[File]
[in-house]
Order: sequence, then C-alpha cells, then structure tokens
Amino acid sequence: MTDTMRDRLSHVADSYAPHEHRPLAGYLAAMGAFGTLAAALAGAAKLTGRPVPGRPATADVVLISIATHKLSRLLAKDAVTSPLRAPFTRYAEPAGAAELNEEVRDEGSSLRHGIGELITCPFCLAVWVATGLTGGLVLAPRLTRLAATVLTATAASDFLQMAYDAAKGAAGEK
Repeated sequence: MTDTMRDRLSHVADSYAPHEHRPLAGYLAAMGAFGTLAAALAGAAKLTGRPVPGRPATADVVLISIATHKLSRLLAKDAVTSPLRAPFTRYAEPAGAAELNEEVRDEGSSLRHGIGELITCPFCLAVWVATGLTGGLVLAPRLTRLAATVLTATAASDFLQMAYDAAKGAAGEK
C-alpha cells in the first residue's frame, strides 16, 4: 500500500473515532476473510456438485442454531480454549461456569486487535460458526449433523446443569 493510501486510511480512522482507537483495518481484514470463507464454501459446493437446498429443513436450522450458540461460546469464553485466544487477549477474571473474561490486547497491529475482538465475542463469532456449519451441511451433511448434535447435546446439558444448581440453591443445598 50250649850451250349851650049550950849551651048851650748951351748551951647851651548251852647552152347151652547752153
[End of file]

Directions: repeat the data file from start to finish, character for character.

[in-house]
Order: sequence, then C-alpha cells, then structure tokens
Amino acid sequence: MTDTMRDRLSHVADSYAPHEHRPLAGYLAAMGAFGTLAAALAGAAKLTGRPVPGRPATADVVLISIATHKLSRLLAKDAVTSPLRAPFTRYAEPAGAAELNEEVRDEGSSLRHGIGELITCPFCLAVWVATGLTGGLVLAPRLTRLAATVLTATAASDFLQMAYDAAKGAAGEK
Repeated sequence: MTDTMRDRLSHVADSYAPHEHRPLAGYLAAMGAFGTLAAALAGAAKLTGRPVPGRPATADVVLISIATHKLSRLLAKDAVTSPLRAPFTRYAEPAGAAELNEEVRDEGSSLRHGIGELITCPFCLAVWVATGLTGGLVLAPRLTRLAATVLTATAASDFLQMAYDAAKGAAGEK
C-alpha cells in the first residue's frame, strides 16, 4: 500500500473515532476473510456438485442454531480454549461456569486487535460458526449433523446443569 493510501486510511480512522482507537483495518481484514470463507464454501459446493437446498429443513436450522450458540461460546469464553485466544487477549477474571473474561490486547497491529475482538465475542463469532456449519451441511451433511448434535447435546446439558444448581440453591443445598 50250649850451250349851650049550950849551651048851650748951351748551951647851651548251852647552152347151652547752153